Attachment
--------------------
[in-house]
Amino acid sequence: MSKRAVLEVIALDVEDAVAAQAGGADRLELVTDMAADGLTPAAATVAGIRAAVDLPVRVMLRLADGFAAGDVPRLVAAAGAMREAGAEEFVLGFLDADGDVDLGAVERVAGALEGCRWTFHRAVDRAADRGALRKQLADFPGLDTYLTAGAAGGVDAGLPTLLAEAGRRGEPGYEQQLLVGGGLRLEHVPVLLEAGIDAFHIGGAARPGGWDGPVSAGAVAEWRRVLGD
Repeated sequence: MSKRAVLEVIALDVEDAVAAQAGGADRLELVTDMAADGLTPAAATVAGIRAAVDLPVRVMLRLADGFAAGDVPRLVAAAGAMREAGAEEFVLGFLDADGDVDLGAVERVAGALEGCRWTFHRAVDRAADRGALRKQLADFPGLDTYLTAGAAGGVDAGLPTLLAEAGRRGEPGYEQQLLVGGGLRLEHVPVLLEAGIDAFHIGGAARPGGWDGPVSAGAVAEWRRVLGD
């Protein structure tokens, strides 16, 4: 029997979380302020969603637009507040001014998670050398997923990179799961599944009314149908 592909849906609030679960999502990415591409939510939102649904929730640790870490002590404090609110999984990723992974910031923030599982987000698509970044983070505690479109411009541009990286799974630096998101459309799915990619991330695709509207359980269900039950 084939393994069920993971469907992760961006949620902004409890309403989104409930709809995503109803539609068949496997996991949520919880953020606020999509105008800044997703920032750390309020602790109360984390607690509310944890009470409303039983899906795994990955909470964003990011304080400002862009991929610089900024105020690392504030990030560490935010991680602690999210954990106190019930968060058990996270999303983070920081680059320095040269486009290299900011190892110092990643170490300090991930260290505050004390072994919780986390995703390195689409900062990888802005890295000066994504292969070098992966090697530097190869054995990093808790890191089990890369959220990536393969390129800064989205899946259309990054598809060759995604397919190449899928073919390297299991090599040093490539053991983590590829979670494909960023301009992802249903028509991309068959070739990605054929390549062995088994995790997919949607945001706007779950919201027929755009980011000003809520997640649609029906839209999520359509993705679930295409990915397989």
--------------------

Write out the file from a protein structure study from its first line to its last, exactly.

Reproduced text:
[in-house]
Amino acid sequence: MSKRAVLEVIALDVEDAVAAQAGGADRLELVTDMAADGLTPAAATVAGIRAAVDLPVRVMLRLADGFAAGDVPRLVAAAGAMREAGAEEFVLGFLDADGDVDLGAVERVAGALEGCRWTFHRAVDRAADRGALRKQLADFPGLDTYLTAGAAGGVDAGLPTLLAEAGRRGEPGYEQQLLVGGGLRLEHVPVLLEAGIDAFHIGGAARPGGWDGPVSAGAVAEWRRVLGD
Repeated sequence: MSKRAVLEVIALDVEDAVAAQAGGADRLELVTDMAADGLTPAAATVAGIRAAVDLPVRVMLRLADGFAAGDVPRLVAAAGAMREAGAEEFVLGFLDADGDVDLGAVERVAGALEGCRWTFHRAVDRAADRGALRKQLADFPGLDTYLTAGAAGGVDAGLPTLLAEAGRRGEPGYEQQLLVGGGLRLEHVPVLLEAGIDAFHIGGAARPGGWDGPVSAGAVAEWRRVLGD
């Protein structure tokens, strides 16, 4: 029997979380302020969603637009507040001014998670050398997923990179799961599944009314149908 592909849906609030679960999502990415591409939510939102649904929730640790870490002590404090609110999984990723992974910031923030599982987000698509970044983070505690479109411009541009990286799974630096998101459309799915990619991330695709509207359980269900039950 084939393994069920993971469907992760961006949620902004409890309403989104409930709809995503109803539609068949496997996991949520919880953020606020999509105008800044997703920032750390309020602790109360984390607690509310944890009470409303039983899906795994990955909470964003990011304080400002862009991929610089900024105020690392504030990030560490935010991680602690999210954990106190019930968060058990996270999303983070920081680059320095040269486009290299900011190892110092990643170490300090991930260290505050004390072994919780986390995703390195689409900062990888802005890295000066994504292969070098992966090697530097190869054995990093808790890191089990890369959220990536393969390129800064989205899946259309990054598809060759995604397919190449899928073919390297299991090599040093490539053991983590590829979670494909960023301009992802249903028509991309068959070739990605054929390549062995088994995790997919949607945001706007779950919201027929755009980011000003809520997640649609029906839209999520359509993705679930295409990915397989």